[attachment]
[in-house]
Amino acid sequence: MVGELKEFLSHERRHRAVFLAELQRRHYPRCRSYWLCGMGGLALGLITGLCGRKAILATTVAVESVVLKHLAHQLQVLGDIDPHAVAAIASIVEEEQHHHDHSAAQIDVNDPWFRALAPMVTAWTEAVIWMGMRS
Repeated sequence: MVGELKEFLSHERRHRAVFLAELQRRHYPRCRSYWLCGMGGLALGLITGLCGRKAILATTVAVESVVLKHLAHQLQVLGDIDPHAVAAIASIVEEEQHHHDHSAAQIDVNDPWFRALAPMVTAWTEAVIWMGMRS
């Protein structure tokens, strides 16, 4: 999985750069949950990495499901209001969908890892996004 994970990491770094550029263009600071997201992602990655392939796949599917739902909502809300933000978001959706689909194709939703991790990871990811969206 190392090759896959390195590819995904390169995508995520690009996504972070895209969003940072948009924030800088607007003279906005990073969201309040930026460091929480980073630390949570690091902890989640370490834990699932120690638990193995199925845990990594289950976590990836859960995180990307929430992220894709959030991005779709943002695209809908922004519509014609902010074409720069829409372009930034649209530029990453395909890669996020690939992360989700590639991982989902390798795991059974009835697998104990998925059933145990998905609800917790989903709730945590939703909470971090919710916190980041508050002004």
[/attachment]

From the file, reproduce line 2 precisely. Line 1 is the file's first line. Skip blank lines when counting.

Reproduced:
Amino acid sequence: MVGELKEFLSHERRHRAVFLAELQRRHYPRCRSYWLCGMGGLALGLITGLCGRKAILATTVAVESVVLKHLAHQLQVLGDIDPHAVAAIASIVEEEQHHHDHSAAQIDVNDPWFRALAPMVTAWTEAVIWMGMRS